Last time we looked at another late starter, John Cowper Powys, who was around 43 when Wood And Stone, his first novel, was published. Similarly, Dory Previn was 41 years old by the time she released her first solo album, On My Way To Where, in 1970. Way too old to compete with the emerging Jonis, Lindas, Caroles whose appeal was not damaged by them being clearly young and attractive. Now don't get me wrong, exactly the same can be said of many a male performer and I'm a huge Joni Mitchell fan, although give me Court And Spark or The Hissing Of Summer Lawns over Ladies Of The Canyon any day. Joni became genuinely exciting when she began to move beyond her own demographic. Dory never seemed to have one. The surname came from the fact that she'd been the work and life partner of conductor, composer and Morecombe and Wise sidekick André Previn, until his head had been turned by Mia Farrow. More about that in a moment. She had recorded one album under her maiden name of Dory Langdon, in the late fifties but, like Lucinda Williams 30 years later, she started her career again a decade on. I shan't go into too much detail about Dory's biography, there's no need as it's documented in almost terrifying detail on the LP. Like so many of the greatest writers, Previn knew what her subjects were and mined them for all they were worth. And they were worth an extraordinary amount. Well, really it's just one subject, with two subdivisions. The subject is the male of the species and the subdivisions are her father and her husband and lovers. There's a wonderfully self-deprecating moment on the later double live set At Carnegie Hall when, after delivering I Ain't His Child (from this album) she introduces the next number, I Dance And Dance And Smile And Smile with: "this next song is about my father which... I guess two in a row tends to constitute a hang-up but there it is".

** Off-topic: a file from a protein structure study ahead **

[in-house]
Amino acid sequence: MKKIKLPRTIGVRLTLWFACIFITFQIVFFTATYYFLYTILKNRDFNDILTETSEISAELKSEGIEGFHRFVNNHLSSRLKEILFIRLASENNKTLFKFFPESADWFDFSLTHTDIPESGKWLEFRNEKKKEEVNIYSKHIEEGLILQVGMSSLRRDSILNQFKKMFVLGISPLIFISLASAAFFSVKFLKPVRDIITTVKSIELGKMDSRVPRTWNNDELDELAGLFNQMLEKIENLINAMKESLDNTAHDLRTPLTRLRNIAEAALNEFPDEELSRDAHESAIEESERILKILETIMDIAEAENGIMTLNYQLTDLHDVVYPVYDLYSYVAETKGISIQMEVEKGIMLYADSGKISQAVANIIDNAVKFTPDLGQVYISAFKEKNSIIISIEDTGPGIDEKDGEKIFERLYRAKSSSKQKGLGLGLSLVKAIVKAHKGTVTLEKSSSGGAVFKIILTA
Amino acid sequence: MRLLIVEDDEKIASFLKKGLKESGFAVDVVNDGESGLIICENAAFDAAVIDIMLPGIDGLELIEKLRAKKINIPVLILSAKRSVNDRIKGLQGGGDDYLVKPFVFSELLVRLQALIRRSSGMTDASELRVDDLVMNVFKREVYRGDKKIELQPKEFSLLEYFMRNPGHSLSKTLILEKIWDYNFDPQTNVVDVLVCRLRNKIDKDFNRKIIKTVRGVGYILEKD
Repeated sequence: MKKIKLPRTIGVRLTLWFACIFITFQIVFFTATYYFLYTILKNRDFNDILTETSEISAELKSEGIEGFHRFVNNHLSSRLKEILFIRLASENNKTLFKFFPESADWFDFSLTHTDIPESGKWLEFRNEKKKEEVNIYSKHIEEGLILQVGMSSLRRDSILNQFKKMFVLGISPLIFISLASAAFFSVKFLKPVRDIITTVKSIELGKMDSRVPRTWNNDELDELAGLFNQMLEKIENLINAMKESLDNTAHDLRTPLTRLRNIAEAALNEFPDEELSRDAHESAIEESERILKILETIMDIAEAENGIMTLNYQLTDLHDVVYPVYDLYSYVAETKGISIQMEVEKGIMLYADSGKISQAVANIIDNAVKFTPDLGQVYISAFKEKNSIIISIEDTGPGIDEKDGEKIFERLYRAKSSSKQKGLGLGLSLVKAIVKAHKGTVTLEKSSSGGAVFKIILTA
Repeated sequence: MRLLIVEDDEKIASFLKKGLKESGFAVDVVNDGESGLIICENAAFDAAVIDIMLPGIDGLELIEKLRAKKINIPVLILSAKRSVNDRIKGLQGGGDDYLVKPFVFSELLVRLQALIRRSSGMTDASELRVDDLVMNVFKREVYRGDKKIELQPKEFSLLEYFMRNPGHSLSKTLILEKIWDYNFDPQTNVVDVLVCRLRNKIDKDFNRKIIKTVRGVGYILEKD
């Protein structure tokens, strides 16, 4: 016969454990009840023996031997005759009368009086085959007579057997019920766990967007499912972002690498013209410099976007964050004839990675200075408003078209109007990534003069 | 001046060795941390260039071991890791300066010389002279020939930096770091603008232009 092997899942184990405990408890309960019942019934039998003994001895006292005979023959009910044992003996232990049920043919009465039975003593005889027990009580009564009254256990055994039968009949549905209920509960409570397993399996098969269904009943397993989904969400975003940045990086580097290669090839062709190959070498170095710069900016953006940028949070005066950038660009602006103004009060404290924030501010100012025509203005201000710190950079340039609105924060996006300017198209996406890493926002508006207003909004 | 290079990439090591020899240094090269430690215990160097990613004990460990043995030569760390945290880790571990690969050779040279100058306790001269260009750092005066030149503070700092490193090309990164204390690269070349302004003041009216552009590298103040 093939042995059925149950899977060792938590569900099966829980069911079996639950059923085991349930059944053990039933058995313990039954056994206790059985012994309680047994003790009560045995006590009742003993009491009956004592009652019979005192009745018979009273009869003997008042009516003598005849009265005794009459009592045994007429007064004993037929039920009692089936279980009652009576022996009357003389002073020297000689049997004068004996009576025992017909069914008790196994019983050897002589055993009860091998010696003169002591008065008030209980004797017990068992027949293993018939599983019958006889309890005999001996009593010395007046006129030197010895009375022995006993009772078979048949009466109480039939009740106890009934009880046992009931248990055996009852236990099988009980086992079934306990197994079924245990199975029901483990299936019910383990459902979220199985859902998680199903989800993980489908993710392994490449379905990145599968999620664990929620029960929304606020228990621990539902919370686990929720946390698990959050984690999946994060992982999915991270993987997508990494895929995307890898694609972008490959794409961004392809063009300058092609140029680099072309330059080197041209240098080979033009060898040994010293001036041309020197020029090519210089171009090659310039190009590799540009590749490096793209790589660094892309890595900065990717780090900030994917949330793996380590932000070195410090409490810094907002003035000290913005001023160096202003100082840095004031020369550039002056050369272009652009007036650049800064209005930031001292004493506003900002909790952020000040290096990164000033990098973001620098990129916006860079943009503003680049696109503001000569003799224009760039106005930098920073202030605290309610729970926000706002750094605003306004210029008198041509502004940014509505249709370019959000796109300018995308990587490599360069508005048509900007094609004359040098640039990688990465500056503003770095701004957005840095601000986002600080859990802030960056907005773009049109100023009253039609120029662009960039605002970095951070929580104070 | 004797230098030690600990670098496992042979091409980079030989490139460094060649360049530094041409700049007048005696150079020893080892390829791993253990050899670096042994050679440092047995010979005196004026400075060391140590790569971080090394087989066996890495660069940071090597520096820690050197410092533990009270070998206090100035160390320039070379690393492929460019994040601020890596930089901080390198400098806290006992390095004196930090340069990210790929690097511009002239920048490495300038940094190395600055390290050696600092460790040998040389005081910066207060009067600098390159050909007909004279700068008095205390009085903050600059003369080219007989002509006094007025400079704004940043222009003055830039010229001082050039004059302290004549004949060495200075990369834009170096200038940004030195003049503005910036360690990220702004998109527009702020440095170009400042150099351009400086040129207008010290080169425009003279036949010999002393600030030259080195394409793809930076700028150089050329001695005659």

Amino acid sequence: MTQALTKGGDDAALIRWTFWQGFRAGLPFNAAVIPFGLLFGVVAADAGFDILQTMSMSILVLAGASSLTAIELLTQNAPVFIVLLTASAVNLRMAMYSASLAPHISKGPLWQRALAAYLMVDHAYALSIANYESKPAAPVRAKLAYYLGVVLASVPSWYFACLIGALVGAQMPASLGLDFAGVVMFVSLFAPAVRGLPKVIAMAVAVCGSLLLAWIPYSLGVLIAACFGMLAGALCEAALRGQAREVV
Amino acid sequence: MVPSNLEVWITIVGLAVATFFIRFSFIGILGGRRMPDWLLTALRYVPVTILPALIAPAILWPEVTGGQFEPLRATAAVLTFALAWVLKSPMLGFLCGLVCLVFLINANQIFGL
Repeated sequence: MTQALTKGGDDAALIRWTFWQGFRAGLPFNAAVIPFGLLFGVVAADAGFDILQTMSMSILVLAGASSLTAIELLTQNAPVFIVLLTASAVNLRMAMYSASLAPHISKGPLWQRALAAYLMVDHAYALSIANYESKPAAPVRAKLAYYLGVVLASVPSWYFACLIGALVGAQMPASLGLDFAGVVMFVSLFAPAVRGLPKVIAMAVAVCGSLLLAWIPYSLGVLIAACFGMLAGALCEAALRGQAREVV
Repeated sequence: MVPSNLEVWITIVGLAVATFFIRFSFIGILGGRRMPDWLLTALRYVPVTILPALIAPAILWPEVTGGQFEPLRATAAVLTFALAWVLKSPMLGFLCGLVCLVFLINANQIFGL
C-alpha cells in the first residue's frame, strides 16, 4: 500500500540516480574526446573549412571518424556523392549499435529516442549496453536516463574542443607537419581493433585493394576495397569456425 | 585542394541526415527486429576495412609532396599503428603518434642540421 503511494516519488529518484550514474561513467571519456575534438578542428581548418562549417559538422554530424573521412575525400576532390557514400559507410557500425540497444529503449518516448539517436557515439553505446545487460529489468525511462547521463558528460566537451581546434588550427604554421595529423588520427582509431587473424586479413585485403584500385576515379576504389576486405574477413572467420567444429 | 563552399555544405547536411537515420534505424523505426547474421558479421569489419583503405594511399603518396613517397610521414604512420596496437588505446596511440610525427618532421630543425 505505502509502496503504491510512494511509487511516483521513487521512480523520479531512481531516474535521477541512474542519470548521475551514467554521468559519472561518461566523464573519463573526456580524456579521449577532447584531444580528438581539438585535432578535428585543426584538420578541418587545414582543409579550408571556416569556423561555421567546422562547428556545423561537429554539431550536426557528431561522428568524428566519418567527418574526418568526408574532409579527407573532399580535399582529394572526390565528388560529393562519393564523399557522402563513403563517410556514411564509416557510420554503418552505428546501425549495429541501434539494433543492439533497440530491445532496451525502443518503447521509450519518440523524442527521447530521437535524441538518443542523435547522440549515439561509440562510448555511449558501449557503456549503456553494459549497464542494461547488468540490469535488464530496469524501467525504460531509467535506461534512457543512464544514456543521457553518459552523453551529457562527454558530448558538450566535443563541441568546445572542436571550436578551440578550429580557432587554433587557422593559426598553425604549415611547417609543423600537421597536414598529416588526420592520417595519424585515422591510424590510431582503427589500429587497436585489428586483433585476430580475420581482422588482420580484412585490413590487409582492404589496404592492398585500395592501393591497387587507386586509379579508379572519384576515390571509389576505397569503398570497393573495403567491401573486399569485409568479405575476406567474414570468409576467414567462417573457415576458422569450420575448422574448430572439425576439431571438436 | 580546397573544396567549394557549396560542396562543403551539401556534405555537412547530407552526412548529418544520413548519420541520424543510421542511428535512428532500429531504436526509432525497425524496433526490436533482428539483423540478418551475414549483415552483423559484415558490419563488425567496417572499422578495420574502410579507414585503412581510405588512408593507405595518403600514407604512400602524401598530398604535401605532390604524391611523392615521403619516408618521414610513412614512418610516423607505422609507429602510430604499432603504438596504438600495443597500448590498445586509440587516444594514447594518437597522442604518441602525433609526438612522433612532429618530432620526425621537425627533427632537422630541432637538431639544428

On My Way To Where opens with Scared To Be Alone, a wonderful example of her ability to take a then-obligatory subject which has dated and become hackneyed since, and to give it a new slant, there are so many songs from this period invoking Marilyn Monroe but there's only one which then brings Jesus Christ into it ("were you jealous of your father? Were you short when you were fully grown? Did you like to walk on water? Were you scared to be alone?") That's then followed by I Ain't His Child, apparently based on fact. It's a desperately terrifying subject dealt with hilariously (I think the title pretty much sums up the plot). Then comes Esther's First Communion, in which Jesus makes his second appearance in three songs. Unlike so many other albums made at this time, and right up until the eighties, this is the work of an adult. This is a theme we'll be looking at in more detail later on, how so little pop and rock music (and particularly the lyrics) was grown-up until the very end of the eighties, but Dory is the exception that proves the rule. After becoming a Bride of Christ, Esther decides "...that if he sees us/we ought to get a look at Jesus/So she began to see the one she'd wed", to her parents' horror when she announces the fact. This leads to the wonderful pay-off that "so instead of seeing Jesus/she began to see a lot of other men". The lyric is perfectly constructed, full of Dory's trademark detail.